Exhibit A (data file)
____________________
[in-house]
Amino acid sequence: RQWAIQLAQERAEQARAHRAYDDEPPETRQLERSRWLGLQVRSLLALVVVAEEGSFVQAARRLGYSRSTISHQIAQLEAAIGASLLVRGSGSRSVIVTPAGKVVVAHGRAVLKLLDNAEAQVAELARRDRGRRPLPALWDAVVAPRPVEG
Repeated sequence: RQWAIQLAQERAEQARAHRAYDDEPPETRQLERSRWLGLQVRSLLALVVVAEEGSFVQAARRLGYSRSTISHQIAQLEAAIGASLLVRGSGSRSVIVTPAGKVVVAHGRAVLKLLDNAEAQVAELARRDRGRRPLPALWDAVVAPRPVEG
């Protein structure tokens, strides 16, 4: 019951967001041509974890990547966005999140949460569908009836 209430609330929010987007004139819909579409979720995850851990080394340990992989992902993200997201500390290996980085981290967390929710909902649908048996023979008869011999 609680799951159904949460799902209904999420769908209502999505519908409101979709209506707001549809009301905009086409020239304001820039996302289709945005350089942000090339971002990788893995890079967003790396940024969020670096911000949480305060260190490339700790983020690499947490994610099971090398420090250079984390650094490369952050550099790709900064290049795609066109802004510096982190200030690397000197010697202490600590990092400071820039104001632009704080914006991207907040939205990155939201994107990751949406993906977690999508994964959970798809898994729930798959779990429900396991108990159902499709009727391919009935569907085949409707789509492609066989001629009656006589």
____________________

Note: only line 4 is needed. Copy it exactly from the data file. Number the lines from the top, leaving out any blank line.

């Protein structure tokens, strides 16, 4: 019951967001041509974890990547966005999140949460569908009836 209430609330929010987007004139819909579409979720995850851990080394340990992989992902993200997201500390290996980085981290967390929710909902649908048996023979008869011999 609680799951159904949460799902209904999420769908209502999505519908409101979709209506707001549809009301905009086409020239304001820039996302289709945005350089942000090339971002990788893995890079967003790396940024969020670096911000949480305060260190490339700790983020690499947490994610099971090398420090250079984390650094490369952050550099790709900064290049795609066109802004510096982190200030690397000197010697202490600590990092400071820039104001632009704080914006991207907040939205990155939201994107990751949406993906977690999508994964959970798809898994729930798959779990429900396991108990159902499709009727391919009935569907085949409707789509492609066989001629009656006589």